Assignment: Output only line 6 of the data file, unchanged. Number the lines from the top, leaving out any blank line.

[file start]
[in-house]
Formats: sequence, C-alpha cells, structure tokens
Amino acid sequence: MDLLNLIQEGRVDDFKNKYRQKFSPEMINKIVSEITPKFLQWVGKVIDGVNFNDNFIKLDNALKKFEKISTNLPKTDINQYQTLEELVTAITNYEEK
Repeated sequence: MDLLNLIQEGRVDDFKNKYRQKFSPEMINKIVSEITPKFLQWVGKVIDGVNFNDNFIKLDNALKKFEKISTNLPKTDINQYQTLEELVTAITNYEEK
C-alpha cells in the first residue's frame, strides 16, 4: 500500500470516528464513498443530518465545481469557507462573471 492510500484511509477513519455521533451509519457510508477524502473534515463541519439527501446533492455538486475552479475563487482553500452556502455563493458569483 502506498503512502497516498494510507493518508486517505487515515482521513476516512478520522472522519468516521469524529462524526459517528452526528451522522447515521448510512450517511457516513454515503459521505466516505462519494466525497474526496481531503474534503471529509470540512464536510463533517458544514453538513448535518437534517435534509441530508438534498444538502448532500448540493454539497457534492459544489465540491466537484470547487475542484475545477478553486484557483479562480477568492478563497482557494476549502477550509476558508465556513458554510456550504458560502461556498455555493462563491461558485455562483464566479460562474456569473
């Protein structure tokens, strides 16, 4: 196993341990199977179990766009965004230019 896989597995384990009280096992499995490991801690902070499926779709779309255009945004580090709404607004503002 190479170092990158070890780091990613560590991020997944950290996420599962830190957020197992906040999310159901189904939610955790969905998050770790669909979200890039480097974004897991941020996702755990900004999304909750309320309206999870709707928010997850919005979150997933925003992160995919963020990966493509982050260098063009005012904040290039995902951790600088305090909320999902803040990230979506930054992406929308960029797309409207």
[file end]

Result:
């Protein structure tokens, strides 16, 4: 196993341990199977179990766009965004230019 896989597995384990009280096992499995490991801690902070499926779709779309255009945004580090709404607004503002 190479170092990158070890780091990613560590991020997944950290996420599962830190957020197992906040999310159901189904939610955790969905998050770790669909979200890039480097974004897991941020996702755990900004999304909750309320309206999870709707928010997850919005979150997933925003992160995919963020990966493509982050260098063009005012904040290039995902951790600088305090909320999902803040990230979506930054992406929308960029797309409207």